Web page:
Almandine is the commonest mineral of the garnet group.
Formula: Fe2+3Al2(SiO4)3 nesosilicate (insular SiO4 groups)
Specific gravity: 4.318
Hardness: 7 to 7½
Colour: Red, black
Solubility: Insoluble in water, hydrochloric, nitric and sulphuric acid
Common impurities: Mg,Mn,Ca, replacing Fe2+ (Lauf p108)
Plutonic igneous environments
Metamorphic environments (common)
Almandine is the common garnet in metamorphic rocks, typically occuring
in mica schist,
gneiss and amphibolite, resulting
regional metamorphism of argillaceous (clay-rich)
sediments. It also occurs in contact metamorphic
hornfels, and occasionally in plutonic rocks such as
diorite, granite and
granite pegmatites (Lauf p107). It is stable over a wide range of
Metamorphic almandine is a mineral of the
At the Emmons pegmatite, Greenwood, Oxford county, Maine, USA, almandine occurs as crystals to 3 cm. Much of the almandine has been replaced by mica. The Emmons pegmatite is an example of a highly evolved boron-lithium-cesium-tantalum enriched
pegmatite (R&M 94.6.503).
At the Spurr mine, Michigamme, Baraga county, Michigan, USA, clinochlore pseudomorphs after almandine have been found (KL p239).
almandine and phlogopite to pyrope and annite
Fe2+3Al2(SiO4)3 + KMg3AlSi3O12(OH)2 ⇌ Mg3Al2Si3O12 + KFe3AlSi3O10(OH)2
Both temperature and pressure affect the equilibrium of this reaction, but temperature is more significant (JVW p 179). This assemblage is commonly formed during amphibolite facies metamorphism of pelitic rocks (KB p129).
calcium-iron amphibole and anorthite to garnet (grossular and almandine), clinozoisite and quartz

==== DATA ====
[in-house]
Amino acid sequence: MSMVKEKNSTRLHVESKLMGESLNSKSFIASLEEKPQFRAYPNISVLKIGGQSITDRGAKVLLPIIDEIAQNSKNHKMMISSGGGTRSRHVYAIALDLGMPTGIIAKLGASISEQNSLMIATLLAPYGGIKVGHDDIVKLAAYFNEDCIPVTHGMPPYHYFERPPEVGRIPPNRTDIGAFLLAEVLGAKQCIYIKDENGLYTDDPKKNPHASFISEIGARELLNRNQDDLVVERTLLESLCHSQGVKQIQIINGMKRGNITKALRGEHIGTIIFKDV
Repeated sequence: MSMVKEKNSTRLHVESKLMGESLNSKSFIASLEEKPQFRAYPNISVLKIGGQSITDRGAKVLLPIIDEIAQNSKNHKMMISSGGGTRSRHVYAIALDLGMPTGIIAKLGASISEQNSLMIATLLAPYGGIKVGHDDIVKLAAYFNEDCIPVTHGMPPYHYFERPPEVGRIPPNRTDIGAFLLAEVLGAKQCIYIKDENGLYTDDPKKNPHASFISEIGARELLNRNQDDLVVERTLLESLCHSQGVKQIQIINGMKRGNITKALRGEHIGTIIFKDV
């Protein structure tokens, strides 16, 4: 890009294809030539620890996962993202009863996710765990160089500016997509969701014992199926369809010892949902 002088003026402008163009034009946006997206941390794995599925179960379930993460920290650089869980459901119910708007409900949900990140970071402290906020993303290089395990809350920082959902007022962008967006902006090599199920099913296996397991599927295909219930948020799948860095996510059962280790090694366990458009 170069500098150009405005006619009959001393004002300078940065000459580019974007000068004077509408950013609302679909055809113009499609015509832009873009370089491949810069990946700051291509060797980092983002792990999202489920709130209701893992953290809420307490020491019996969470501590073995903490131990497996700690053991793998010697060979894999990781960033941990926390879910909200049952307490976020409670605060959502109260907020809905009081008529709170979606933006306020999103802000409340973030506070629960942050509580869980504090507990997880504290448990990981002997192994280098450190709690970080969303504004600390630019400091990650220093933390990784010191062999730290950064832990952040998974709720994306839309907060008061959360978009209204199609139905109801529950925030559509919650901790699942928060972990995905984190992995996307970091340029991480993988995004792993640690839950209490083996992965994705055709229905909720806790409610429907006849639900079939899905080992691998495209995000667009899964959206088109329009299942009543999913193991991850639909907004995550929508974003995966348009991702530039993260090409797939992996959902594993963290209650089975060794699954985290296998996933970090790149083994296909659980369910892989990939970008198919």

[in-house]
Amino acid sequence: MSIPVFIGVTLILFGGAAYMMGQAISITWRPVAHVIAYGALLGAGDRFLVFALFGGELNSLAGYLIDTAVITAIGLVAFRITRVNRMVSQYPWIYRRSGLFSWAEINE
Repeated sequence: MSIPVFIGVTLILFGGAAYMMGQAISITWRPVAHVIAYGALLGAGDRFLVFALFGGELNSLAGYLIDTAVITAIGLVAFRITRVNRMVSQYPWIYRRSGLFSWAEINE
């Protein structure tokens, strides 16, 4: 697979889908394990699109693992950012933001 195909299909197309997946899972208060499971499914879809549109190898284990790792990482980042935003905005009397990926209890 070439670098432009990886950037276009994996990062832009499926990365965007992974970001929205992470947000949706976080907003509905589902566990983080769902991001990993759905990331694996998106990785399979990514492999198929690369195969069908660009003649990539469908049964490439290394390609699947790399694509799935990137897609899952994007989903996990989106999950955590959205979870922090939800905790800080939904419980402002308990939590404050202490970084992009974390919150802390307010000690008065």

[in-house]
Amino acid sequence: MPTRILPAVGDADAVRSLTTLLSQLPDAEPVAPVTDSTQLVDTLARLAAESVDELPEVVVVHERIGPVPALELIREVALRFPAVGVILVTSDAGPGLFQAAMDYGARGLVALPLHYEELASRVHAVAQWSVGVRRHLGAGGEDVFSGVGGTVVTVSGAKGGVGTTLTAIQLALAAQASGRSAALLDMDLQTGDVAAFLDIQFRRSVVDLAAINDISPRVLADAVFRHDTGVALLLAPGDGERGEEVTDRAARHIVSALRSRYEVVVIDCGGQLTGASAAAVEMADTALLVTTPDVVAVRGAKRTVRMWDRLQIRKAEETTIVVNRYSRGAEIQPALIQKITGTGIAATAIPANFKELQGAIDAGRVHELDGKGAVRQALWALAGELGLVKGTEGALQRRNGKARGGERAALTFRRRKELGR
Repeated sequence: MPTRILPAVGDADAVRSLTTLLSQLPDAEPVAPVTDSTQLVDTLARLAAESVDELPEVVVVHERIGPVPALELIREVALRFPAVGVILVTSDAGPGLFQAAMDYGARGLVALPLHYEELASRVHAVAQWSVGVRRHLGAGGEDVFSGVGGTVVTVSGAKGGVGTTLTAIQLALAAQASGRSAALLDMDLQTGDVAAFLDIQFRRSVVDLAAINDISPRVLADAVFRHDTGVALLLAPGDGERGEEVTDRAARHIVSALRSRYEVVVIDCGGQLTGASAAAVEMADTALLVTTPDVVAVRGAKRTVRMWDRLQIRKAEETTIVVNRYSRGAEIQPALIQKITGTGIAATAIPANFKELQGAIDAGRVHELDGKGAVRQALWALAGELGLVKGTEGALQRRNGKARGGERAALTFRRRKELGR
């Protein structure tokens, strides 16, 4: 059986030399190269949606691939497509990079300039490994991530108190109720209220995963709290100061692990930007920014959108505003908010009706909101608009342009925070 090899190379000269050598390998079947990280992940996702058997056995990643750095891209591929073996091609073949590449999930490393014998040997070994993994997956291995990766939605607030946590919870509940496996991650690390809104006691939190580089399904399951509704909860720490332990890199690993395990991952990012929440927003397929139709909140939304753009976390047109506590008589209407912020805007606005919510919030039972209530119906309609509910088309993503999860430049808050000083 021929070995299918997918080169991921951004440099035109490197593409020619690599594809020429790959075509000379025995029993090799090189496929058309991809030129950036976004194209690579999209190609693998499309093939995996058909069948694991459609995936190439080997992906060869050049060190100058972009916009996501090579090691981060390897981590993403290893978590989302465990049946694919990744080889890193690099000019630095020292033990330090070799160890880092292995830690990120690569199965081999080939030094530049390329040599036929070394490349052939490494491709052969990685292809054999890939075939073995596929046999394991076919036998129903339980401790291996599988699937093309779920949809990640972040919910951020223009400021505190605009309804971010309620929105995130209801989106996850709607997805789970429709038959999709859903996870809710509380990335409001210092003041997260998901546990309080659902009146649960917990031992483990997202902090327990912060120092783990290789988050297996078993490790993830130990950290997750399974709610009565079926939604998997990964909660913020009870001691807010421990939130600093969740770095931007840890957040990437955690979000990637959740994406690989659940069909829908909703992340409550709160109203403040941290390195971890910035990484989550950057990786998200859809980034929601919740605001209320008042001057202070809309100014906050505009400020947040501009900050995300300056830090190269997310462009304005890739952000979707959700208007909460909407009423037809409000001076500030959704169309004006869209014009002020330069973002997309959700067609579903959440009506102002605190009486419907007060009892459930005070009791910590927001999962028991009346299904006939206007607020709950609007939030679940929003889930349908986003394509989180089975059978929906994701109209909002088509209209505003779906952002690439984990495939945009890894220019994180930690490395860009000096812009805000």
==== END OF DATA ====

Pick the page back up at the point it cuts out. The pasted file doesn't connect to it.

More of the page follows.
Ca2Fe3Si8O22(OH)2 + 6Ca(Al2Si2O8) ⇌ 4/3Ca3Al2(SiO4)3 + 5/3Fe3Al2(SiO4)3 + 2Ca2Al3[SiO7][SiO4]O(OH) + 5SiO2
calcium amphibole, grossular and quartz to diopside- hedenbergite, anorthite, pyrope-almandine and H2O
2Ca2(Mg,Fe2+)3Al4Si6O22(OH)2 + Ca3Al2(SiO4)3 + SiO2 = 3Ca(Fe,Mg)Si2O6 + 4Ca(Al2Si2O8) + (Mg,Fe2+)3Al2(SiO4)3 + 2H2O
Diopside-hedenbergite occurs commonly in regionally metamorphosed calcium-rich sediments and basic igneous rocks belonging to the higher grades of the amphibolite facies, where it may form according to the above reaction (DHZ 2A p272).
chloritoid and quartz to staurolite, almandine and H2O
23Fe2+Al2O(SiO4)(OH)2 + 8SiO2 ⇌ 4Fe2+2Al9Si4O23(OH) + 5Fe2+3Al2(SiO4)3 + 21H2O (DHZ 1A p844)
hornblende, grossular and quartz to Fe-rich diopside, anorthite, almandine and H2O
2Ca2(Mg,Fe2+)3(Al4Si6)O22(OH)2 + Ca3Al2Si3O12 + 2SiO2 = 3Ca(Mg,Fe2+)Si2O6 + 4CaAl2Si2O8 + (Mg,Fe2+)Al2Si3O12 + 2H2O
Fe-rich diopside occurs commonly in regionally metamorphosed calcium-rich sediments and basic igneous rocks belonging to the higher grades of the amphibolite facies. The above reaction is typical (DHZ 2A p272).
muscovite, iron-rich biotite and SiO2 to orthoclase, almandine and H2O
KAl2(AlSi3O10)(OH)2 + KFe2+3(AlSi3O10)(OH)2 + 3SiO2 ⇌ 2KAlSi3O8 + Fe2+3Al2(SiO4)3 + 2H2O
Iron-rich biotite is likely to react at lower PT conditions than iron-poor biotite (DHZ 3 p72).
staurolite and quartz to almandine and sillimanite and H2O
62Fe2+2Al9Si4O23(OH) + 11SiO2 ⇌ 4Fe2+3Al2(SiO4)3 + 23Al2OSiO4 + 3H2O
Increasing temperature favours the forward reaction. At higher pressure kyanite replaces sillimanite in the above reaction (AM61.699-709).
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